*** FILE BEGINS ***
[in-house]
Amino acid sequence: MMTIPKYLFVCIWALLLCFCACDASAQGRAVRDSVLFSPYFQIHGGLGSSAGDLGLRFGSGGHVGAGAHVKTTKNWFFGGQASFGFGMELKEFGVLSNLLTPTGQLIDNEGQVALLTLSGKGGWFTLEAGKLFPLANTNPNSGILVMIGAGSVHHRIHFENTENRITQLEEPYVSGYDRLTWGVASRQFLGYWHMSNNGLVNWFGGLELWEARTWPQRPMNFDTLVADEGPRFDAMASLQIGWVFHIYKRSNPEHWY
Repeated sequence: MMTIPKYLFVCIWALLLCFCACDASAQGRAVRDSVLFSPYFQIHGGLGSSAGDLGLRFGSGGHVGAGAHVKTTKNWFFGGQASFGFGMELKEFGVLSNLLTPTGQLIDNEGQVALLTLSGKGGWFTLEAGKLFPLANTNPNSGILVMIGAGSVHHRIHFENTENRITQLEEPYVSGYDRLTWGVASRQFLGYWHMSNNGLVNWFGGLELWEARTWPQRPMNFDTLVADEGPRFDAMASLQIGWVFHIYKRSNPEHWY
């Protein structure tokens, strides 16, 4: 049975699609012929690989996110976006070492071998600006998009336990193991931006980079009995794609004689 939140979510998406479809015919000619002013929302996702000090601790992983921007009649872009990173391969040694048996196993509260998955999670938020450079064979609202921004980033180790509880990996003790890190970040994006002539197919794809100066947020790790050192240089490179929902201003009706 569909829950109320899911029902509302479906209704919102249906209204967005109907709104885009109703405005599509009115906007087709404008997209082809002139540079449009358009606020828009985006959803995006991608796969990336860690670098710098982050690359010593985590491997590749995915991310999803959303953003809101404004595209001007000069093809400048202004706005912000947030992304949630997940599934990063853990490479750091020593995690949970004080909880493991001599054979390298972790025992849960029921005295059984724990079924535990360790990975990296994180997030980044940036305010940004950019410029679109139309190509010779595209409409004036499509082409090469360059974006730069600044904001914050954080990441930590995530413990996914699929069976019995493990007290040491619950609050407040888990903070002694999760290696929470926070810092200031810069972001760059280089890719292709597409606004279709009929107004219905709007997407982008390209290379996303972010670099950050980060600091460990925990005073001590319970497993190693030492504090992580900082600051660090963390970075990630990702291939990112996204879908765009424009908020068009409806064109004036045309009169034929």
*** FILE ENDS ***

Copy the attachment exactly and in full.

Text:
[in-house]
Amino acid sequence: MMTIPKYLFVCIWALLLCFCACDASAQGRAVRDSVLFSPYFQIHGGLGSSAGDLGLRFGSGGHVGAGAHVKTTKNWFFGGQASFGFGMELKEFGVLSNLLTPTGQLIDNEGQVALLTLSGKGGWFTLEAGKLFPLANTNPNSGILVMIGAGSVHHRIHFENTENRITQLEEPYVSGYDRLTWGVASRQFLGYWHMSNNGLVNWFGGLELWEARTWPQRPMNFDTLVADEGPRFDAMASLQIGWVFHIYKRSNPEHWY
Repeated sequence: MMTIPKYLFVCIWALLLCFCACDASAQGRAVRDSVLFSPYFQIHGGLGSSAGDLGLRFGSGGHVGAGAHVKTTKNWFFGGQASFGFGMELKEFGVLSNLLTPTGQLIDNEGQVALLTLSGKGGWFTLEAGKLFPLANTNPNSGILVMIGAGSVHHRIHFENTENRITQLEEPYVSGYDRLTWGVASRQFLGYWHMSNNGLVNWFGGLELWEARTWPQRPMNFDTLVADEGPRFDAMASLQIGWVFHIYKRSNPEHWY
């Protein structure tokens, strides 16, 4: 049975699609012929690989996110976006070492071998600006998009336990193991931006980079009995794609004689 939140979510998406479809015919000619002013929302996702000090601790992983921007009649872009990173391969040694048996196993509260998955999670938020450079064979609202921004980033180790509880990996003790890190970040994006002539197919794809100066947020790790050192240089490179929902201003009706 569909829950109320899911029902509302479906209704919102249906209204967005109907709104885009109703405005599509009115906007087709404008997209082809002139540079449009358009606020828009985006959803995006991608796969990336860690670098710098982050690359010593985590491997590749995915991310999803959303953003809101404004595209001007000069093809400048202004706005912000947030992304949630997940599934990063853990490479750091020593995690949970004080909880493991001599054979390298972790025992849960029921005295059984724990079924535990360790990975990296994180997030980044940036305010940004950019410029679109139309190509010779595209409409004036499509082409090469360059974006730069600044904001914050954080990441930590995530413990996914699929069976019995493990007290040491619950609050407040888990903070002694999760290696929470926070810092200031810069972001760059280089890719292709597409606004279709009929107004219905709007997407982008390209290379996303972010670099950050980060600091460990925990005073001590319970497993190693030492504090992580900082600051660090963390970075990630990702291939990112996204879908765009424009908020068009409806064109004036045309009169034929």